Wet head: Can going out with one make you sick?

Dear Alice,

Do you increase your risk of becoming ill by going outside into the cold with a wet head? This would seem like an old wives' tale... how could the cold weather make you ill? The only "logic" I can see is that this would lower your body temperature (from the water evaporating off your head) and this would lower your resistance to infection.

— Cold and wet

Dear Cold and wet,

A grandparent of yours may perpetuate this common myth, however research has shown that viruses, not exposure to cold temperatures, cause colds. Having a wet head actually has no effect on whether or not one gets a cold or flu. Scientists from the National Institute of Allergy and Infectious Diseases (NIAID), a division of the National Institutes of Health, have shown that exposure to cold temperatures does not influence the development or severity of a cold. This means that if a person is exposed to a cold virus but isn't necessarily showing symptoms, exposure to cold temperature doesn't make a difference as to whether this person gets sick or how sick this person will become.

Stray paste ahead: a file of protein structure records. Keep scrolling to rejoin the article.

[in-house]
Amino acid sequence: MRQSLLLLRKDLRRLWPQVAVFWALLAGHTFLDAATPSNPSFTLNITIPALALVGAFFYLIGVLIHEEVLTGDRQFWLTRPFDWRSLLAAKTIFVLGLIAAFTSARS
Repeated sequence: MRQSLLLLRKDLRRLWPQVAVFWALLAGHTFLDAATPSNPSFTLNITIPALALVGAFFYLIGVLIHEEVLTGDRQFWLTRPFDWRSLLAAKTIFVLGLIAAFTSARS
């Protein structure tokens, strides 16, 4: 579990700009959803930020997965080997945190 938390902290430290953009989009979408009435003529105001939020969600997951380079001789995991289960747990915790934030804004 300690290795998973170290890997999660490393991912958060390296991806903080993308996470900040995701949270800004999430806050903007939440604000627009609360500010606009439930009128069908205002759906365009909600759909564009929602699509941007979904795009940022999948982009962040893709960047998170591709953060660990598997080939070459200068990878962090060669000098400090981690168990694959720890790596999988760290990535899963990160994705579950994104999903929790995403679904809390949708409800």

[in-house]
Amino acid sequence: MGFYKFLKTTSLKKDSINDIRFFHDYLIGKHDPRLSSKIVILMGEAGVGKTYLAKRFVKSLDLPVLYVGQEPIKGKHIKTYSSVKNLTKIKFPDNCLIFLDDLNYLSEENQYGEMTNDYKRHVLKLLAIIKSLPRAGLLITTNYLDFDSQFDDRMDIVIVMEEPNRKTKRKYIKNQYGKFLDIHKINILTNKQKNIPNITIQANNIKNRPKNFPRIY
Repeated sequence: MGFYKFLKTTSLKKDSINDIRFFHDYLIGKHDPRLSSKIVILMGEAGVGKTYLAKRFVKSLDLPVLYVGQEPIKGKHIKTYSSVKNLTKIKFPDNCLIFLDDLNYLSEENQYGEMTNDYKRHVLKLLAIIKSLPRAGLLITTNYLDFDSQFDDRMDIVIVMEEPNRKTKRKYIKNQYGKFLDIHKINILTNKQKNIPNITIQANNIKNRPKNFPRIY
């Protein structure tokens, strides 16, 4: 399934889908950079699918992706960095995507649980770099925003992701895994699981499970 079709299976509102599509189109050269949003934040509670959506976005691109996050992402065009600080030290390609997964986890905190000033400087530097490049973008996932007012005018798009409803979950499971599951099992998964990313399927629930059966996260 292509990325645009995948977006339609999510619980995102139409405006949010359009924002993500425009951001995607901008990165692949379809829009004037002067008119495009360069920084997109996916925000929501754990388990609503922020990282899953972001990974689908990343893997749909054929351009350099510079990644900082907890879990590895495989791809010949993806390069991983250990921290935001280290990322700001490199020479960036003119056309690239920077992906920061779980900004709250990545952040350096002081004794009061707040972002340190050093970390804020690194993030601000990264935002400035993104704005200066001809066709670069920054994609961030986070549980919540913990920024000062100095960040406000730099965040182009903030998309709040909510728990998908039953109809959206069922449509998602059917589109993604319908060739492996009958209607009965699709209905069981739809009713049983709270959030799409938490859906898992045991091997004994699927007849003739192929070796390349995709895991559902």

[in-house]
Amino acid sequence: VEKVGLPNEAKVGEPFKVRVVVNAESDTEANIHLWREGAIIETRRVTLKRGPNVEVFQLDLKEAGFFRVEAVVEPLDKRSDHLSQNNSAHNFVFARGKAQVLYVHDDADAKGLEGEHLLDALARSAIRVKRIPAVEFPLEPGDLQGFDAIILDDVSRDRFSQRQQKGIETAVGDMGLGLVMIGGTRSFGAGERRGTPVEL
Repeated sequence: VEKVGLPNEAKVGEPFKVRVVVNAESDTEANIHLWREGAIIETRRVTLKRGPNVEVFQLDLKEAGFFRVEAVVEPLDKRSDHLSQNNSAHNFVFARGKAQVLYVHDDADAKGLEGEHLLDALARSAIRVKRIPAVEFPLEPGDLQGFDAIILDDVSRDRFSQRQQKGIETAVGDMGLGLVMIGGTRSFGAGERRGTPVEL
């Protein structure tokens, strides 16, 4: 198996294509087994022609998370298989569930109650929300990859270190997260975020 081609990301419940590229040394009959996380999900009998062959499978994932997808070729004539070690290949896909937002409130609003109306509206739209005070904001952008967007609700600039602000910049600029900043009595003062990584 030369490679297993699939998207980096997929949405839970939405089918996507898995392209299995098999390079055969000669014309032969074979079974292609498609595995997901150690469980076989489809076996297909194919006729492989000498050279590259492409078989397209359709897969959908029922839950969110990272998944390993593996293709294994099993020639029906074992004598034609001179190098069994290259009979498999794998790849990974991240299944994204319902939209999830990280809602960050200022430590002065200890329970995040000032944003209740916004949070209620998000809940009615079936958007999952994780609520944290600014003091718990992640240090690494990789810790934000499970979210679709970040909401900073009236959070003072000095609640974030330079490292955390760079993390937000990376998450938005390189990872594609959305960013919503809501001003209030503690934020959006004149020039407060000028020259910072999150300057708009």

Still, most colds occur during the fall and winter months, when schools begin to open and the mercury begins to fall. While cold temperatures do not cause colds, the colder months of the year are more conducive to infection or transmission of the cold and flu viruses. Researchers have actually learned that low-humidity and cold air conditions are the ideal transmission conditions for these viruses. What's more, dry air can dry the mucous lining of the nasal passages, making it more open to viral infection. Finally, young people typically are in school during the cold months; having students (and their families) in such close contact provides a great network for the cold and/or flu to traverse.

As you can see, there are number of reasons cold and flu season occurs in the colder months. However, it seems that stepping straight from the shower into a blizzard, while a great way to get frost bite on some tender parts (if you stay out long enough), is not actually enough to make you sick.

Last updated May 06, 2015
Originally published Feb 21, 2003

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